• 2016, Essays in the Philosophy of Chemistry, with co-editor Fisher G. Oxford University Press, New York, ISBN 9780190494599[7]
  • 2015, Philosophy of Chemistry: Growth of a New Discipline, with co-editor McIntyre L. Springer, Dordrecht, Berlin, ISBN 978-94-017-9364-3
  • 2013, A tale of seven elements, Oxford University Press, Oxford, ISBN 9780195391312
  • 2013, 30-second elements: The 50 most significant elements, each explained in half a minute, as editor, Metro Books, New York, ISBN 9781435145214
  • 2011, The periodic table: A very short introduction, Oxford University Press, Oxford, ISBN 9780199582495
  • 2009, Selected papers on the periodic table, Imperial College Press, London, ISBN 9781848164253
  • 2008, Collected papers on philosophy of chemistry, Imperial College Press, London, ISBN 9781848161375
  • 2007, The periodic table: Its story and its significance, Oxford University Press, New York, ISBN 9780195305739
  • 2006, Philosophy of Chemistry: Synthesis of a New Discipline, with coauthors Baird D & McIntyre L, Springer, Dordrecht, ISBN 1402032560

ArticlesEdit

  • 2022, Various forms of the periodic table including the left-step table, the regularization of atomic number triads and first member anomalies, Chem Texts, 8, 6 (2022). https://doi.org/10.1007/s40828-021-00157-8
  • 2021, Integrating the History and Philosophy of Science and restoring the centrality of the Periodic Table into a college general chemistry course, Chimica Nella Scuola, 4, 16-23.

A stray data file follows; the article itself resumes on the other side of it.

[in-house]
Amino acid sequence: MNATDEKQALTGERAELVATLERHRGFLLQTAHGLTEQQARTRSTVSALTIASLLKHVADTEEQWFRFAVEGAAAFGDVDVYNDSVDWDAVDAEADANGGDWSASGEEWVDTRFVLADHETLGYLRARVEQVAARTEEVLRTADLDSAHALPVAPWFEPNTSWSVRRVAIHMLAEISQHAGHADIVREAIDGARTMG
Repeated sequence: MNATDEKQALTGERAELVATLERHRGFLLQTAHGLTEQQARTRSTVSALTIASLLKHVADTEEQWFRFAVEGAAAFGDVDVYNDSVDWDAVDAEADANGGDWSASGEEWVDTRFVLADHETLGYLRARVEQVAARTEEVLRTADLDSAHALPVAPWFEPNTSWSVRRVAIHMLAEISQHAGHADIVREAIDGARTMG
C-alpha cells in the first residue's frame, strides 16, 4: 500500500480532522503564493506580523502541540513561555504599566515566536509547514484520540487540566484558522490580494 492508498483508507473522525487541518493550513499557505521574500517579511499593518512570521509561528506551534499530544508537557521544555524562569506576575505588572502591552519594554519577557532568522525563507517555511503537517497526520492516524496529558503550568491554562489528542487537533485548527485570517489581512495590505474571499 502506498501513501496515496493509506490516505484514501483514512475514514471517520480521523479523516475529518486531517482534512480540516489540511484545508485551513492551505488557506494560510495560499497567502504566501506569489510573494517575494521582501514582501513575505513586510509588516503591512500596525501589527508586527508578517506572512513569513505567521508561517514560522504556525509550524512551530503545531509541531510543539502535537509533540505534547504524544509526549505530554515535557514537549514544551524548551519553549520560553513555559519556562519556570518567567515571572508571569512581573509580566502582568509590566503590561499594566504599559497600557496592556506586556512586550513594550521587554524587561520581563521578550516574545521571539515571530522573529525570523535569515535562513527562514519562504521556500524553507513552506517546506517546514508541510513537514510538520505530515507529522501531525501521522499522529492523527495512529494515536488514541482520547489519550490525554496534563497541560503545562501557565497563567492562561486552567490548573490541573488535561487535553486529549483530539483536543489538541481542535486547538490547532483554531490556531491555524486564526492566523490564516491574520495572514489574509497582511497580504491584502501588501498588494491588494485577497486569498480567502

• 2021, Provisional report on Discussions on Group 3 of the Periodic Table, Chemistry International, January–March issue, 2021, 31-34.
  • 2021, 'Reassessing the Notion of a Kuhnian Revolution: What Happened in 20th C. Chemistry, A Commentary on Wray’s claim of the discovery of atomic number as a revolution in chemistry', Cambridge University Press.
  • 2021, 'How was Nicholson’s highly inconsistent atomic theory able to yield explanatory as well as predictive success?' in Contemporary Scientific Challenge from the History of Science, T.Lyons, P.Vickers, (eds.), Oxford University Press, New York.
  • 2021, 'The impact of twentieth century physics on the periodic table and some remaining questions in the twenty-first century', in Giunta, C.J.; Mainz, V. V.; Girolami, G. S. Eds. 150 Years of the Periodic Table - A Commemorative Symposium; Perspectives on the History of Chemistry; Springer: Heidelberg
  • 2020, 'On Chemical Natural Kinds', Journal for the General Philosophy of Science, 51, 427–445. doi:10.1007/s10838-020-09511-9
  • 2020, 'Recent attempts to improve the periodic table', Philosophical Transactions of the Royal Society A, 378: 20190300.http://dx.doi.org/10.1098/rsta.2019.0300
  • 2020, 'The Periodic Table and the Turn to Practice', Studies in History and Philosophy of Science A, 79, 87-93.
  • 2019, 'Happy Sesquicentennial to the Periodic Table', Scientific American, January 22.
  • idem, 'Looking backwards and forwards at the development of the periodic table', Chemistry International, January–March, 16-20.
  • idem, 'Happy 150th Birthday to the Periodic Table', Chemistry A European Journal, 25, 7410–7415.
  • idem, 'Five ideas in chemical education that must die', Foundations of Chemistry, 21, 61–69. doi:10.1007/s10698-018-09327-y
  • idem, 'Can Quantum Ideas Explain Chemistry’s Greatest Icon?' Nature, 565, 557-558.
  • 2018, 'How Should the Periodic System be Regarded?', The Rutherford Journal, vol. 5
  • idem., 'What Elements Belong in Group 3?', with coauthor Parsons W, in E R Scerri & G Restrepo (eds), Mendeleev to Oganesson, Oxford University Press, New York.
  • 2017, 'The Gulf Between Chemistry and Philosophy of Chemistry, Then and Now', Structural Chemistry, 28, 1599-1605
  • idem., 'On the Madelung Rule', response to Marc Henry's “Super-Saturated Chemistry”, Inference Archived 2017-04-12 at the Wayback Machine, March.
  • idem., 'El descubrimiento de la tabla periódica como un caso de descubrimiento simultáneo', Epistemologia e Historia de la Ciencia (Argentina), 1, 2.